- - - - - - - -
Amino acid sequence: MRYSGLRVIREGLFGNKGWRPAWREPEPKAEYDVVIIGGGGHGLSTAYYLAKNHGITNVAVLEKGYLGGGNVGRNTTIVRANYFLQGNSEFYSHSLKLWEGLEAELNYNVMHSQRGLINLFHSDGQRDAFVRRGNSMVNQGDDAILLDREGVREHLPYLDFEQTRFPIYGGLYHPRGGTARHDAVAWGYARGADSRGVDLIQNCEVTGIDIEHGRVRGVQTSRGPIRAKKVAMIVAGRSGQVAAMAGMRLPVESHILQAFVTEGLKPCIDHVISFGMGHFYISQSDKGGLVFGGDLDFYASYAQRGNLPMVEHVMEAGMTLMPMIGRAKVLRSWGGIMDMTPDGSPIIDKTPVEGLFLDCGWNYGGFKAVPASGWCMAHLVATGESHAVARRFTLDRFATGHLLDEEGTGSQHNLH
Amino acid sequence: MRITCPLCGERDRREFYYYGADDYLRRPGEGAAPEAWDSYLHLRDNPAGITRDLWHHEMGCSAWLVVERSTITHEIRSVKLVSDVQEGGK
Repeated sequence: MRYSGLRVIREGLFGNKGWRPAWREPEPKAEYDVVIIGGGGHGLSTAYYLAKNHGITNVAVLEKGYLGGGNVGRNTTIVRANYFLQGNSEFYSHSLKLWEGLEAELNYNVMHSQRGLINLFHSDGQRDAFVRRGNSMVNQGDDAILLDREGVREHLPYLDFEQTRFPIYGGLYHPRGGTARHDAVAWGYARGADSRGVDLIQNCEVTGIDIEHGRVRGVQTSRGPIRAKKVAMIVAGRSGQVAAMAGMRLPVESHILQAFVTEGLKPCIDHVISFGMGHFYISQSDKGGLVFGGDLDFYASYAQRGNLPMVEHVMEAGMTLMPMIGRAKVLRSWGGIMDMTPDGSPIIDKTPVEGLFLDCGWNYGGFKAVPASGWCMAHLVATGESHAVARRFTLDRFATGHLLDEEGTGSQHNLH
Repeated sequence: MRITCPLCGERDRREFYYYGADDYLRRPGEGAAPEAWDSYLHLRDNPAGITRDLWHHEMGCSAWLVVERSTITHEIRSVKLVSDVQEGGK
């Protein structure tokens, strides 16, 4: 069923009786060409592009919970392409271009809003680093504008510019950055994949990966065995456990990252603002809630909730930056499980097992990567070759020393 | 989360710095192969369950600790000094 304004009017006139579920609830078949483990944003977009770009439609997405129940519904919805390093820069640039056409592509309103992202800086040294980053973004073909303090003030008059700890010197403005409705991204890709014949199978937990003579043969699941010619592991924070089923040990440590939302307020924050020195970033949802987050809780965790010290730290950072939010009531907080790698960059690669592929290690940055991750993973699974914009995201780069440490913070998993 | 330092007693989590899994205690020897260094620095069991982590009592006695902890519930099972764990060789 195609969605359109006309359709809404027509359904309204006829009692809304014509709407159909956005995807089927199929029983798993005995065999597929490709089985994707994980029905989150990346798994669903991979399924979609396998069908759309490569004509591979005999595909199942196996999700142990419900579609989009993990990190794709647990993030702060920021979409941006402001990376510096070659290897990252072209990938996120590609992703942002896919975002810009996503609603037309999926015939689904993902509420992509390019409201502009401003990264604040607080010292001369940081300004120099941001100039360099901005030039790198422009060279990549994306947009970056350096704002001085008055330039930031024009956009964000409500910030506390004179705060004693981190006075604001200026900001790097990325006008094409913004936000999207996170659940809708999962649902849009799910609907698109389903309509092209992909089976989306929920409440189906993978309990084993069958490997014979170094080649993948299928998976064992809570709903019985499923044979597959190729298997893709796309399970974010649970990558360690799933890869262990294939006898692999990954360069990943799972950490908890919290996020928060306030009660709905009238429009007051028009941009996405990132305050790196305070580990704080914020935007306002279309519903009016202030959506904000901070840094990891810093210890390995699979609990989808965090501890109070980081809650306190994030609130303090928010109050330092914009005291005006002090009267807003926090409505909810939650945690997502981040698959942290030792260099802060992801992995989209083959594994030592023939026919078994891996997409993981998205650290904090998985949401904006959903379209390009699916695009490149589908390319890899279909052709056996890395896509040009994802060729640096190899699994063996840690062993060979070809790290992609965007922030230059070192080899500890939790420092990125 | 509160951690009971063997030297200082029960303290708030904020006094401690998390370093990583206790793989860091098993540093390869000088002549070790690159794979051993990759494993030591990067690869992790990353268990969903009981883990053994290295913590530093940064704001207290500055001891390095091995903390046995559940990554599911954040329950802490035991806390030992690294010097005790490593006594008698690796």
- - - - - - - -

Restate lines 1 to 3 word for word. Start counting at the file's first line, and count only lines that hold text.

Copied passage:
Amino acid sequence: MRYSGLRVIREGLFGNKGWRPAWREPEPKAEYDVVIIGGGGHGLSTAYYLAKNHGITNVAVLEKGYLGGGNVGRNTTIVRANYFLQGNSEFYSHSLKLWEGLEAELNYNVMHSQRGLINLFHSDGQRDAFVRRGNSMVNQGDDAILLDREGVREHLPYLDFEQTRFPIYGGLYHPRGGTARHDAVAWGYARGADSRGVDLIQNCEVTGIDIEHGRVRGVQTSRGPIRAKKVAMIVAGRSGQVAAMAGMRLPVESHILQAFVTEGLKPCIDHVISFGMGHFYISQSDKGGLVFGGDLDFYASYAQRGNLPMVEHVMEAGMTLMPMIGRAKVLRSWGGIMDMTPDGSPIIDKTPVEGLFLDCGWNYGGFKAVPASGWCMAHLVATGESHAVARRFTLDRFATGHLLDEEGTGSQHNLH
Amino acid sequence: MRITCPLCGERDRREFYYYGADDYLRRPGEGAAPEAWDSYLHLRDNPAGITRDLWHHEMGCSAWLVVERSTITHEIRSVKLVSDVQEGGK
Repeated sequence: MRYSGLRVIREGLFGNKGWRPAWREPEPKAEYDVVIIGGGGHGLSTAYYLAKNHGITNVAVLEKGYLGGGNVGRNTTIVRANYFLQGNSEFYSHSLKLWEGLEAELNYNVMHSQRGLINLFHSDGQRDAFVRRGNSMVNQGDDAILLDREGVREHLPYLDFEQTRFPIYGGLYHPRGGTARHDAVAWGYARGADSRGVDLIQNCEVTGIDIEHGRVRGVQTSRGPIRAKKVAMIVAGRSGQVAAMAGMRLPVESHILQAFVTEGLKPCIDHVISFGMGHFYISQSDKGGLVFGGDLDFYASYAQRGNLPMVEHVMEAGMTLMPMIGRAKVLRSWGGIMDMTPDGSPIIDKTPVEGLFLDCGWNYGGFKAVPASGWCMAHLVATGESHAVARRFTLDRFATGHLLDEEGTGSQHNLH